What's the meaning of the phrase 'Carpe diem'?
If Google's search records are anything to go by, more people visit this site looking for the little used phrase 'carpe diem' than they do for any other phrase.
'Pluck the day' is the correct translation, but I've never heard that spoken in the wild.
'Carpe diem' is usually translated from the Latin as 'seize the day'. However, the more pedantic of Latin scholars may very well seize you by the throat if you suggest that translation. 'Carpe' translates literally as 'pluck', with particular reference to the picking of fruit, so a more accurate rendition is 'enjoy the day, pluck the day when it is ripe'. The extended version of the phrase 'carpe diem, quam minimum credula postero' translates as 'pluck the day, trusting as little as possible in the future'.
The meaning is similar to that of many proverbs that we continue to use in English and is a warning to make the most of the time we have, with the implication that our time on Earth is short. Other such proverbs are 'Strike while the iron is hot', 'The early bird catches the worm', 'Gather ye rosebuds while ye may', and so on.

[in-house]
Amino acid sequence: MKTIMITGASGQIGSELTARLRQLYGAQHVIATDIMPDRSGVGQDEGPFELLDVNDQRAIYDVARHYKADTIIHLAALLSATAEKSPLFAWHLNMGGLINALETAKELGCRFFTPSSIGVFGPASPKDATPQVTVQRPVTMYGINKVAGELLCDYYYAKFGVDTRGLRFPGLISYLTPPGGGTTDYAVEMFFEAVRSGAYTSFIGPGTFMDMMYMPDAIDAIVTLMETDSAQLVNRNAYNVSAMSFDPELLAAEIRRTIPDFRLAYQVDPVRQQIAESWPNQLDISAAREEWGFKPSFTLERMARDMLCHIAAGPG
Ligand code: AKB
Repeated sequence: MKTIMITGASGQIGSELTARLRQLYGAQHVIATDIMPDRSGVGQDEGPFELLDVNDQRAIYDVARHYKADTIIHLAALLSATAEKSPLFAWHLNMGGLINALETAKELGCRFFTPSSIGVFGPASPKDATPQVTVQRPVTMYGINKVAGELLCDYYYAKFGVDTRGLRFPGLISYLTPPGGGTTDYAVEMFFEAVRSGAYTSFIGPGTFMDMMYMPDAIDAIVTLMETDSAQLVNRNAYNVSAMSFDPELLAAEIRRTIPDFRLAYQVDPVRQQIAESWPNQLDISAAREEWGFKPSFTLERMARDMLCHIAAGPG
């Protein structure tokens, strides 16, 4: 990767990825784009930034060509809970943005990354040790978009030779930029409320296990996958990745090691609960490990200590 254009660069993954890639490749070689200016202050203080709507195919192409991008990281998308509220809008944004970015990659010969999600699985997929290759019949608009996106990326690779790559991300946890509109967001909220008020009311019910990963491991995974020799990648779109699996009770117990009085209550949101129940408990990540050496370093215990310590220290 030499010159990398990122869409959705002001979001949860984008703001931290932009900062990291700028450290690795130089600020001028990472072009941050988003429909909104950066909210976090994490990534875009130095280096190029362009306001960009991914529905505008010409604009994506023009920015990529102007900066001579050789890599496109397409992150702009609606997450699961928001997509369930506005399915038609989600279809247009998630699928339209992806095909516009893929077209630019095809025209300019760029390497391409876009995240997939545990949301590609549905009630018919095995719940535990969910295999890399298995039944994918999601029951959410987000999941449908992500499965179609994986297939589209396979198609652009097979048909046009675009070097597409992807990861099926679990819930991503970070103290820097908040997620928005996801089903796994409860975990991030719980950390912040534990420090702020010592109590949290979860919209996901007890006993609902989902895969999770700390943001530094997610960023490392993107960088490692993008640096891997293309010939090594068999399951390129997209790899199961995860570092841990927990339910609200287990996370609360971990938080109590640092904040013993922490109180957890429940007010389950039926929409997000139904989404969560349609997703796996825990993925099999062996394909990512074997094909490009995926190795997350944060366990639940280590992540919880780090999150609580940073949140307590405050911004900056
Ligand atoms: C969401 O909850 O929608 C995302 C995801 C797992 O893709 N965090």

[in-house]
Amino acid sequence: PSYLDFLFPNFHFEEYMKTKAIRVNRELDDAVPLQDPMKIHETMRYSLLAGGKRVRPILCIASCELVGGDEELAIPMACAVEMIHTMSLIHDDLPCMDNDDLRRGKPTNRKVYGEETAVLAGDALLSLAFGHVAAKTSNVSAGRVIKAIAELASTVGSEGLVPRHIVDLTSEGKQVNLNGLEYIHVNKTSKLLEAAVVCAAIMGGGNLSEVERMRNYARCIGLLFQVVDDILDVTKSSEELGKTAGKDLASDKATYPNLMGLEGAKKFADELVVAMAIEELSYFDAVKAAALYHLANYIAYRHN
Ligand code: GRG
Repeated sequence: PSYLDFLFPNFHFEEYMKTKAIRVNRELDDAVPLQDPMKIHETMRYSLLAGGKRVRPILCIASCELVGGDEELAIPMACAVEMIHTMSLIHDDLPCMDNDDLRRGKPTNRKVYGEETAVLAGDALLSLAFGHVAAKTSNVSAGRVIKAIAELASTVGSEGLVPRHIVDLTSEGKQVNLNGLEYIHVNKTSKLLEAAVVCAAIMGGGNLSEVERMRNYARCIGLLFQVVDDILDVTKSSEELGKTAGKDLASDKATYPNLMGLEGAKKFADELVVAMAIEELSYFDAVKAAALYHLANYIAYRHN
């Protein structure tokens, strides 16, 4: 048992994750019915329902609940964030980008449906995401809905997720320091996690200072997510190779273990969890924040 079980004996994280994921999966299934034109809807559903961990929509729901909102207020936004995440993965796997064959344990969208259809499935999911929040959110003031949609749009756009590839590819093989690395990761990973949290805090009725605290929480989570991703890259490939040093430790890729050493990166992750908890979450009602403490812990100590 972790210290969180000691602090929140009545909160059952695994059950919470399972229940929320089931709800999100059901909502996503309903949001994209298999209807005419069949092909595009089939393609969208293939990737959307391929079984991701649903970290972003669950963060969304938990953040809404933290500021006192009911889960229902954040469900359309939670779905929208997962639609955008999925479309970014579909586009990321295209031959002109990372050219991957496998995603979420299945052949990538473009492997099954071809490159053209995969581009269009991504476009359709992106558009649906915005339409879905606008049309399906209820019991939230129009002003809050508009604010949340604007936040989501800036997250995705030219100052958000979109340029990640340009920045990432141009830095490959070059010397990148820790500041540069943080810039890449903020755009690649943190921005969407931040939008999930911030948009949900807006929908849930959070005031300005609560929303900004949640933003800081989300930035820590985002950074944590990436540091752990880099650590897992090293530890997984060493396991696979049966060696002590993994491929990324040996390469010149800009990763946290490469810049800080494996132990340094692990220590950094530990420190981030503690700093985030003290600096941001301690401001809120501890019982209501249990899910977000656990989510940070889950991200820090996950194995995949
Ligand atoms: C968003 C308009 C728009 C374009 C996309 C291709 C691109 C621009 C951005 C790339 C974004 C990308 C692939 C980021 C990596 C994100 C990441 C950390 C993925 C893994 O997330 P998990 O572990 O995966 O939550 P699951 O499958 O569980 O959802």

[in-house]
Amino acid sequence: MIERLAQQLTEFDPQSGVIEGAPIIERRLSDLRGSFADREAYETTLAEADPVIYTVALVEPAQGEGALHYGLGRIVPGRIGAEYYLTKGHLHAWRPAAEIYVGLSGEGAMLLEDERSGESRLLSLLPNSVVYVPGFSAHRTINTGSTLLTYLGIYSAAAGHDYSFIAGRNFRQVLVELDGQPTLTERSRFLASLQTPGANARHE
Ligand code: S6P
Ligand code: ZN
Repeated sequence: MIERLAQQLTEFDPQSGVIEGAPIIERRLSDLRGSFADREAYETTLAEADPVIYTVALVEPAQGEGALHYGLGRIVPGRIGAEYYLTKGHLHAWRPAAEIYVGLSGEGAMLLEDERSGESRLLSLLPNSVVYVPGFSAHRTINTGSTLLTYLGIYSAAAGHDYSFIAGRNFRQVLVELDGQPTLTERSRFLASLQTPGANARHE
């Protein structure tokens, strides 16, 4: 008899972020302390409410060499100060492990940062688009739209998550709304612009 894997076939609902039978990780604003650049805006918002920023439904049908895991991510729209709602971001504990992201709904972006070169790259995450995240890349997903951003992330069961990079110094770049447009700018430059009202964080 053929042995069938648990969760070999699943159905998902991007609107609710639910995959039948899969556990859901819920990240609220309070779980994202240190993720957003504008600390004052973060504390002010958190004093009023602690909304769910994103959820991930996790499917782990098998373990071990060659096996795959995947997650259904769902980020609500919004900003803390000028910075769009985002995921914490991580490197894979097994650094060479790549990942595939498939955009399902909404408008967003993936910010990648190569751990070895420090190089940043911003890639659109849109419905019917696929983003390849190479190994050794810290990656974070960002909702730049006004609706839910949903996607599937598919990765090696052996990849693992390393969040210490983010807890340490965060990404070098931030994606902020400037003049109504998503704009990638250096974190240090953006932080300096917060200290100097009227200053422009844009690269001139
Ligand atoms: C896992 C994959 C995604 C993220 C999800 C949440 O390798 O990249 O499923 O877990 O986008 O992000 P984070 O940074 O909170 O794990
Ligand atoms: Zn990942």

What's the origin of the phrase 'Carpe diem'?
The original source for this Latin phrase is the lyric poet Quintus Horatius Flaccus (65 BC – 8 BC), more widely known as Horace. The term is first found in Odes Book I:
Dum loquimur, fugerit invida
Aetas: carpe diem, quam minimum credula postero
which translates as:
While we're talking, envious time is fleeing: pluck the day, put no trust in the future
Many authors have quoted the Latin original, but it was Lord Byron's use of the phrase that first began its integration into English. He included it in his 1817 work 'Letters', published in 1830 by Thomas Moore:
"I never anticipate, - carpe diem - the past at least is one's own, which is one reason for making sure of the present."
The noble George Gordon Noel, sixth Baron Byron, is better known as a womaniser than as a Latin scholar, but he was well versed in the language and was a Horace aficionado. He was taught Latin as a child by the son of his boot-maker and went on to write his version of Horace's Ars Poetica (The Art of Poetry), as 'Hints from Horace', in 1811.
See also - Latin Phrases in English.